One of the programs that you can use to quickly see the various process information in Linux is the top command. The fact that the command can be run from virtually any command prompt and it is self updating makes it an extremely handy tool. This allows you can quickly find the processes that are consuming too many resources on the machine.
In most cases, running the top command without any command line options is good enough to get the necessary information about the running processes. But there are some command line options that can be useful, one of which is the option to override the default sort field.
You can use the -o command line option followed by the field name to sort the output by a particular stat or field. The field format supports the ability to specify the order of sort as well. You can use the ‘+’ before the field name to specify a high to low sort, while ‘-‘ can be used to specify the low to high sorting order.
sort by memory usage
So, if you want to sort the output by the memory used by each of the processes, you specify the %MEM field as the field to be sorted. Actually, %MEM stands for percentage of memory, so you are sorting by percent. You could use RES or VIRT fields, if you would like to sort by another memory field.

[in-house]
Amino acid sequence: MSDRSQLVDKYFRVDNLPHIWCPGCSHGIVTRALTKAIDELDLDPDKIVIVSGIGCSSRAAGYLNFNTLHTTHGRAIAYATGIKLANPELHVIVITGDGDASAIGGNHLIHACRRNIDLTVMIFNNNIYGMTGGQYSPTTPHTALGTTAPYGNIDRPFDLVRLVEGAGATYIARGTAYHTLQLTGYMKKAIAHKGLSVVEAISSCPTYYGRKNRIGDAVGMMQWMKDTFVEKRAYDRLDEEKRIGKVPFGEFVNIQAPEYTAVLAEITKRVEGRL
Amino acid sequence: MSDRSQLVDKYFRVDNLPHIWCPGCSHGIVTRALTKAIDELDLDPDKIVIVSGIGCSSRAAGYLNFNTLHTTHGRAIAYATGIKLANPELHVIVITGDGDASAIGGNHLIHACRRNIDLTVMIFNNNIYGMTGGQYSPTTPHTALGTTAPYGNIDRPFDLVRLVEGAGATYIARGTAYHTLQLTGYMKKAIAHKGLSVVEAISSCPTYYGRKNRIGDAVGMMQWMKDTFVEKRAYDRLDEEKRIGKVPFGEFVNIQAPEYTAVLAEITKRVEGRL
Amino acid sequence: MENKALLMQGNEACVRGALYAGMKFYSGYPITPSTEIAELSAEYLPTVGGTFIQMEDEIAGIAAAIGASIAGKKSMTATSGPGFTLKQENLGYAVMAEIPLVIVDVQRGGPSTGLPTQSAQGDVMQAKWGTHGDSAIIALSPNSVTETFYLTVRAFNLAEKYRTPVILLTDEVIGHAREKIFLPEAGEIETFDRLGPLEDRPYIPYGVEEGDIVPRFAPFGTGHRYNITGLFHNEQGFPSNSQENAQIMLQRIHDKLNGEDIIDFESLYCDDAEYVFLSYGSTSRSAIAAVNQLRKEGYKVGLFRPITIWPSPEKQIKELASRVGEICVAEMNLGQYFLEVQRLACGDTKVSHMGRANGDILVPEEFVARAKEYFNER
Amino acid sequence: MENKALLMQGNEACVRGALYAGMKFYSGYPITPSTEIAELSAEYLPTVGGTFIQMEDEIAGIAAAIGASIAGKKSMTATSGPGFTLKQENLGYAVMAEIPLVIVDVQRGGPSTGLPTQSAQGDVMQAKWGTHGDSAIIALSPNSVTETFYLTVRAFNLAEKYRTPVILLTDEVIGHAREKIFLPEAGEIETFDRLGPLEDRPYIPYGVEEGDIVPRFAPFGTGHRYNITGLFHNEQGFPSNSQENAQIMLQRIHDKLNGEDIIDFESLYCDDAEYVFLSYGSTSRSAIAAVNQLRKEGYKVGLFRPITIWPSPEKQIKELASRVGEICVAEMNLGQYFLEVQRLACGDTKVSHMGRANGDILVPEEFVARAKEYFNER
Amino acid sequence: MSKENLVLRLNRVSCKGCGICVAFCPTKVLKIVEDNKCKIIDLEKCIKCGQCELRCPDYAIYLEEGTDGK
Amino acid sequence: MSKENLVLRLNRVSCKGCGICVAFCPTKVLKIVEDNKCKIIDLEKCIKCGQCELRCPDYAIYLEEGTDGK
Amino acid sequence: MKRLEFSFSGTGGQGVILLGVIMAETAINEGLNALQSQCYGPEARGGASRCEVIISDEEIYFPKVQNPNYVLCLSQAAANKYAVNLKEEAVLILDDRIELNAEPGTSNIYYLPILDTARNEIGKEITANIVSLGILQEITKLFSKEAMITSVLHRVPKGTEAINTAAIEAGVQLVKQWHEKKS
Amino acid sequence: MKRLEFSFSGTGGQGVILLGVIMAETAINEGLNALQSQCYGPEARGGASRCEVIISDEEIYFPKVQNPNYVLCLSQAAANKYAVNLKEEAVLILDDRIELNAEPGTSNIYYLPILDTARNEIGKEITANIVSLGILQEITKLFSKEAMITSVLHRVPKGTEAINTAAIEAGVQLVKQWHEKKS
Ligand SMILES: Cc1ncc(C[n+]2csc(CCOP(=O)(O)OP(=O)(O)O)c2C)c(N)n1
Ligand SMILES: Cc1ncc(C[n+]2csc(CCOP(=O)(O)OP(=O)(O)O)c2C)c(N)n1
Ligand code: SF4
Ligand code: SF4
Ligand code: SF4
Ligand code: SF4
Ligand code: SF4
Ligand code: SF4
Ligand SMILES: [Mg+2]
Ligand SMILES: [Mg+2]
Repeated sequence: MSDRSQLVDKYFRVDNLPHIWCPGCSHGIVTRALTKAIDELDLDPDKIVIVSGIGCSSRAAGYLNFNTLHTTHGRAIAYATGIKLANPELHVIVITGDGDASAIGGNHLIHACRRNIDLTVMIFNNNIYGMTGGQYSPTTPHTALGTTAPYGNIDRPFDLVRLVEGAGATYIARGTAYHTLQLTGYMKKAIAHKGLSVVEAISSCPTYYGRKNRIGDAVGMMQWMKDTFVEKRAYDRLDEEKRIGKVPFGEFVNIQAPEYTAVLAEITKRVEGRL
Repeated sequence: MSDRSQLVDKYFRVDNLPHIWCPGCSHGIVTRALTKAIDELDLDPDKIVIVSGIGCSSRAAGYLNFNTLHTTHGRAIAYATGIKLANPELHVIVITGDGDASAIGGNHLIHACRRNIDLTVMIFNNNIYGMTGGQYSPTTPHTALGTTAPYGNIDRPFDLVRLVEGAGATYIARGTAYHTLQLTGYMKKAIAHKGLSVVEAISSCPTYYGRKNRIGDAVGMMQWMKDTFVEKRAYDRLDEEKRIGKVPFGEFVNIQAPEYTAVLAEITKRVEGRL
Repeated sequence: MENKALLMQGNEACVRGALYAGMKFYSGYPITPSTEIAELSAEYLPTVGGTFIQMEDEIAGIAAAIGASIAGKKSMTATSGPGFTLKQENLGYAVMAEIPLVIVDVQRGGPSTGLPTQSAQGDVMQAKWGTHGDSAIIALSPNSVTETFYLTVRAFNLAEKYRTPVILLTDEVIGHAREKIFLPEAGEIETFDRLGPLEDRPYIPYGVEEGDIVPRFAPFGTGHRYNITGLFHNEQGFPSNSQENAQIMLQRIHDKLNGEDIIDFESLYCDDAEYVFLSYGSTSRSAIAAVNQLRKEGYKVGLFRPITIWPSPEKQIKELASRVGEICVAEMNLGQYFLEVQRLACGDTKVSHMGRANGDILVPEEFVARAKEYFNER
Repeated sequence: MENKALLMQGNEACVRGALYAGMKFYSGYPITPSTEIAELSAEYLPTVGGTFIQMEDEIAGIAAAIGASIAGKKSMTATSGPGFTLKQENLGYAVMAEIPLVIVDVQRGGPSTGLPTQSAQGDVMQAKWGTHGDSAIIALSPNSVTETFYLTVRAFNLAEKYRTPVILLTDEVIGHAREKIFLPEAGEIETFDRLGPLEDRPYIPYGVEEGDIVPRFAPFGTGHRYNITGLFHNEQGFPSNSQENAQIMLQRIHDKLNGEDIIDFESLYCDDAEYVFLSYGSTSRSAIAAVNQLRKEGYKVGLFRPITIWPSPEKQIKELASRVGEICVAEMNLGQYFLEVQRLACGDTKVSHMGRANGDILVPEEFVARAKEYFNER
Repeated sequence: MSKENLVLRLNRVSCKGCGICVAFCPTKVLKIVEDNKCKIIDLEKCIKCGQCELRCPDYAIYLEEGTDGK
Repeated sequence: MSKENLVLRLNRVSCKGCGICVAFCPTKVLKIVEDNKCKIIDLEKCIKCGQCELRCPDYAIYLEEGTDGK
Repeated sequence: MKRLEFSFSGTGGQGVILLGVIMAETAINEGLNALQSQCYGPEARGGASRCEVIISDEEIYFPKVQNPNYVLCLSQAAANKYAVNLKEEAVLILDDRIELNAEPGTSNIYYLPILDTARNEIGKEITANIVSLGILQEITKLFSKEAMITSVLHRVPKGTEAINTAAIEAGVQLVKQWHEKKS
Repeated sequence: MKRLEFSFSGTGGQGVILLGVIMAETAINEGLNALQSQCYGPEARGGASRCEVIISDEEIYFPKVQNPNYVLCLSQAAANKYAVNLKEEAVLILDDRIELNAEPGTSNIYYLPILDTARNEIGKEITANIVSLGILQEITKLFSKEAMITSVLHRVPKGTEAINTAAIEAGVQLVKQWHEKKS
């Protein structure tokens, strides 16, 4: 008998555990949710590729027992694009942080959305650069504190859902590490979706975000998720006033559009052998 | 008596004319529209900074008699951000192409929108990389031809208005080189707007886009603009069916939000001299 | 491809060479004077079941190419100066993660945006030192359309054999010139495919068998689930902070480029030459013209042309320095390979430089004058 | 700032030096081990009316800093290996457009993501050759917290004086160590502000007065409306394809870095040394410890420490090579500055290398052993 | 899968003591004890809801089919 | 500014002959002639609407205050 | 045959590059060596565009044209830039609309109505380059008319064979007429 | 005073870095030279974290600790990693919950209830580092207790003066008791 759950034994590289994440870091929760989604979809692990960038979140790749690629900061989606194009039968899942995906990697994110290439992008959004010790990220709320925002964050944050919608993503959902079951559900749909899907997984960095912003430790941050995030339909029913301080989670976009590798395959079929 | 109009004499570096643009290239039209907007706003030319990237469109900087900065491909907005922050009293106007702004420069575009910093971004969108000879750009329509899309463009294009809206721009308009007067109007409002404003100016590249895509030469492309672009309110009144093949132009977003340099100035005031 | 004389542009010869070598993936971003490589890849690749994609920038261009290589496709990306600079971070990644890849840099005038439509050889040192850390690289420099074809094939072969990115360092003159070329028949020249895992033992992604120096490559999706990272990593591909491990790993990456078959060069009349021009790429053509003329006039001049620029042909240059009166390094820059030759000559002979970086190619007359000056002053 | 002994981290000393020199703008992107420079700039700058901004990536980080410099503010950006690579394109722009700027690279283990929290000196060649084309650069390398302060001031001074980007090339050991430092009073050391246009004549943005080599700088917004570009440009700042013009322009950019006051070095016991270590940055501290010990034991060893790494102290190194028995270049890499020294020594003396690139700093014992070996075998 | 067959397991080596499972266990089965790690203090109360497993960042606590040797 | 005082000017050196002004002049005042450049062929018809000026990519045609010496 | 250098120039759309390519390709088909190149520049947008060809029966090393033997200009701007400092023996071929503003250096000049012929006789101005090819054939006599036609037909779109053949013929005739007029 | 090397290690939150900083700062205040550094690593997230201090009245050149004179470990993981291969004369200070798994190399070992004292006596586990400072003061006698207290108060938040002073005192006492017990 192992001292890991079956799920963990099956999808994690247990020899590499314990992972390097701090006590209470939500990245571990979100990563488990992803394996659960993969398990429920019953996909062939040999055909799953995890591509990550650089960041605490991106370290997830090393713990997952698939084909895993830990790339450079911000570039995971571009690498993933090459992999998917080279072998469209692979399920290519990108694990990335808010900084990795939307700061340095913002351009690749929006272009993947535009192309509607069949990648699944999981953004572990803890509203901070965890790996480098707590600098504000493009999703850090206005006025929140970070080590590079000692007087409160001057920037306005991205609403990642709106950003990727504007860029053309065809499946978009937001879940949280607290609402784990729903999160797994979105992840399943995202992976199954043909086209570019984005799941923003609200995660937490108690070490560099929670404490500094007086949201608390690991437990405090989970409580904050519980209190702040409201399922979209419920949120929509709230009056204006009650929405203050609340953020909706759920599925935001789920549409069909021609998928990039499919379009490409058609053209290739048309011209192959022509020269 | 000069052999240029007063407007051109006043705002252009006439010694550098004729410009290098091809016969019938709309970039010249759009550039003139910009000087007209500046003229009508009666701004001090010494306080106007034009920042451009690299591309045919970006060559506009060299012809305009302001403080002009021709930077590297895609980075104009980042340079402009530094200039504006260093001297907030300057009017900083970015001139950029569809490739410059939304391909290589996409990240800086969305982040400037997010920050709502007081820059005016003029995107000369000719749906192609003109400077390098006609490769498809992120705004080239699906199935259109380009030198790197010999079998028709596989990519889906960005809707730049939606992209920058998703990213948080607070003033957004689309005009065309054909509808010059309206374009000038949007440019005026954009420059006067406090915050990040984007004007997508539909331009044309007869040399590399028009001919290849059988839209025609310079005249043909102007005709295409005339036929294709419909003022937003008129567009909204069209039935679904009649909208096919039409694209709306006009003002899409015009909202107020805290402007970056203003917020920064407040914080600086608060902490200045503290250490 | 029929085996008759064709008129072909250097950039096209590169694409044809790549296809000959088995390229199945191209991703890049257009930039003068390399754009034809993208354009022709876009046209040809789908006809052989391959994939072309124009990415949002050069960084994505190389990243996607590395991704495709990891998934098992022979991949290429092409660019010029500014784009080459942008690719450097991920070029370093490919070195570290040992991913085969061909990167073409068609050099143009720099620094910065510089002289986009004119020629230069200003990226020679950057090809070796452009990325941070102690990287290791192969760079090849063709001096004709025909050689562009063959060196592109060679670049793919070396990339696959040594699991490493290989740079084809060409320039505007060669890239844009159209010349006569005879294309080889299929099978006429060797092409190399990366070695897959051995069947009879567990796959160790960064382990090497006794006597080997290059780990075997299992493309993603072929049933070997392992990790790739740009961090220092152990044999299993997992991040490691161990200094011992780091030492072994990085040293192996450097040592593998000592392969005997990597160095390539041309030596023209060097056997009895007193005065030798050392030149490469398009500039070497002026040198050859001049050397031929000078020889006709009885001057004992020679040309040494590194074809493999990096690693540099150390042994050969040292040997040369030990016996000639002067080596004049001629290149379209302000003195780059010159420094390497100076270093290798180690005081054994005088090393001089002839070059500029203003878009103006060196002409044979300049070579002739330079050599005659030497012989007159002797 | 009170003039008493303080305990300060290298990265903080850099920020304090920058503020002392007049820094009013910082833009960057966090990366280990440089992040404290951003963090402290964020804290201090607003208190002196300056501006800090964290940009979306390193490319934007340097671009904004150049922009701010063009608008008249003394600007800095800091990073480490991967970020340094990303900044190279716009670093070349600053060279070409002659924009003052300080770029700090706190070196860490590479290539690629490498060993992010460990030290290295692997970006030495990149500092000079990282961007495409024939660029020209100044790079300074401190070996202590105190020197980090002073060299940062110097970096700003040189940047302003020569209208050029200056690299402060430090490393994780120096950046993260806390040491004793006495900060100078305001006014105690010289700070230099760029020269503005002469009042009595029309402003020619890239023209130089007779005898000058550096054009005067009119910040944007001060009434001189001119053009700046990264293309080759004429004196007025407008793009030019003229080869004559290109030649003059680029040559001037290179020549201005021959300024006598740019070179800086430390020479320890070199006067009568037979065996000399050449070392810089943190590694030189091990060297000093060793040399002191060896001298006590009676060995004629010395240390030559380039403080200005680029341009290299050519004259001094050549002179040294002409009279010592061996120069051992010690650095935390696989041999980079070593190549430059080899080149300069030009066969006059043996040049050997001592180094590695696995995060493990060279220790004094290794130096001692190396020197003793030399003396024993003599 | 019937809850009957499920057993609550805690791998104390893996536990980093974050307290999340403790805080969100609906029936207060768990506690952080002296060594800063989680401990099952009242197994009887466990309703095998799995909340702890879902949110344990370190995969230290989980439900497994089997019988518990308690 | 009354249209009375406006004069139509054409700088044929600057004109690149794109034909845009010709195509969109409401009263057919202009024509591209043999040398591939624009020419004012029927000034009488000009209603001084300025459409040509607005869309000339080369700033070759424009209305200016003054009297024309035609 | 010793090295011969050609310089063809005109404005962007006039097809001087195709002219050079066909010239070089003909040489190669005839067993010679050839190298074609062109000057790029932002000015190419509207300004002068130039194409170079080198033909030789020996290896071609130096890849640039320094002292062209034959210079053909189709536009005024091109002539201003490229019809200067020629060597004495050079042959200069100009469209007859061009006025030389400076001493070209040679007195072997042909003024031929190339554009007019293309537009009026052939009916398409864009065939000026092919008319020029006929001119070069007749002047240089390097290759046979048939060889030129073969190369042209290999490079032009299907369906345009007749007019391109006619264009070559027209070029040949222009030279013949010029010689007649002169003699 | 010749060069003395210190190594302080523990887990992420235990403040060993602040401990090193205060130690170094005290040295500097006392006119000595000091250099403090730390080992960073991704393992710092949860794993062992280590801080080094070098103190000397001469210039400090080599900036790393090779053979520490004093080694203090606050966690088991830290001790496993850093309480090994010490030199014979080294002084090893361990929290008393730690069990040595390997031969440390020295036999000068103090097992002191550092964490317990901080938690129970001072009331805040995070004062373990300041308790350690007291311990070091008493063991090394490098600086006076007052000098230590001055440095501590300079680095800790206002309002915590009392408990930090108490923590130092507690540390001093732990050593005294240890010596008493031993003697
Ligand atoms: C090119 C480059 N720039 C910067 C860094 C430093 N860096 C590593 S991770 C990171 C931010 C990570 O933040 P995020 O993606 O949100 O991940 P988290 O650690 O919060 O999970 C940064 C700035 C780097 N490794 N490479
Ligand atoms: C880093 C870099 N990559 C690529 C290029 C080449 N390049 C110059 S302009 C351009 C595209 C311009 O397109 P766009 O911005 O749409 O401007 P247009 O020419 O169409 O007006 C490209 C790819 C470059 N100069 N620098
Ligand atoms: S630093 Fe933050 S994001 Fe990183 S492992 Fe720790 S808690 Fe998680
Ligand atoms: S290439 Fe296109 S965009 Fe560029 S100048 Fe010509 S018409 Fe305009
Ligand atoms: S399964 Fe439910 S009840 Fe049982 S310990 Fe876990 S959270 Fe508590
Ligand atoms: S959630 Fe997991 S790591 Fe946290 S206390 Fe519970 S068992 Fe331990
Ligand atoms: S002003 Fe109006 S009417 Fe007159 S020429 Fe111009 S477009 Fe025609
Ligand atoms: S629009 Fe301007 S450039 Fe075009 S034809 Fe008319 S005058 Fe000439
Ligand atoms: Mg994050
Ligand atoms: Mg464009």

$ top -o +%MEM
The above command will sort the table by the MEM (memory) field. The MEM field displays the current resident share of the task or process with respect to the total available physical memory on the machine. The ‘+’ that precedes the field name (%MEM) specifies that the field will be sorted in descending order. The tasks that is eating the most memory will be displayed on top of the table.
sort by CPU usage
In order to sort by the CPU usage of the processes or tasks, you use the %CPU field just as in the example above.
$ top -o +%CPU
The %CPU field displays the share of CPU time used by the task since the last update. The field is shown as a percentage of the total CPU time.
The memory and the CPU are not the only fields you can sort by. They are usually the most useful and the often used fields. You can use any of the fields in the output for sorting purposes. So, if you want to sort the output of top to display the programs that have used the most CPU, you can use the TIME field to do that….
$ top -o +TIME
Similarly, you can use PR for priority, PID for process id, VIRT for virtual memory etc.
Filtering the output of top
Now, you could restrict the processes or tasks that are displayed as well. For example, you might want to get only the top 10 tasks that is using the most memory. In this case, you can filter using the head utility to display only the first 10 lines of the table.
$ top -b -o +%MEM | head -n 17
You will need to use the -b or the batch mode of the top command, so that you can filter the output using the head utility. Also, you must have noticed that the first 7 lines are used as summary by the top command, which means will need to print out the first 17 lines to get the top 10 processes.
If you do not want to display the summary table on top, but just the process table with the top 10 tasks, then you can use the sed utility to display only specific lines.
$ top -b -o +%MEM | sed -n '7,17p'
The above will print out just the line 7 through 17 which is the top 10 tasks sorted by the memory usage.